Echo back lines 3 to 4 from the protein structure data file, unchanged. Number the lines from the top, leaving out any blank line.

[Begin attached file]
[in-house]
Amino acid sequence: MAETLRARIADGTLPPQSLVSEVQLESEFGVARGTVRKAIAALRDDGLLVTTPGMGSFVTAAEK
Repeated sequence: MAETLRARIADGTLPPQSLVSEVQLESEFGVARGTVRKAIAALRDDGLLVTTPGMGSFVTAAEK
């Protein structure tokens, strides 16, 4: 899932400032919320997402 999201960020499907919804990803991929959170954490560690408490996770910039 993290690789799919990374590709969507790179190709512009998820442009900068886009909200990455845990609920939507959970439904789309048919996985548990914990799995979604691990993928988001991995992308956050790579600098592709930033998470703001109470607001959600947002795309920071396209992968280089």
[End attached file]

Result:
Repeated sequence: MAETLRARIADGTLPPQSLVSEVQLESEFGVARGTVRKAIAALRDDGLLVTTPGMGSFVTAAEK
């Protein structure tokens, strides 16, 4: 899932400032919320997402 999201960020499907919804990803991929959170954490560690408490996770910039 993290690789799919990374590709969507790179190709512009998820442009900068886009909200990455845990609920939507959970439904789309048919996985548990914990799995979604691990993928988001991995992308956050790579600098592709930033998470703001109470607001959600947002795309920071396209992968280089």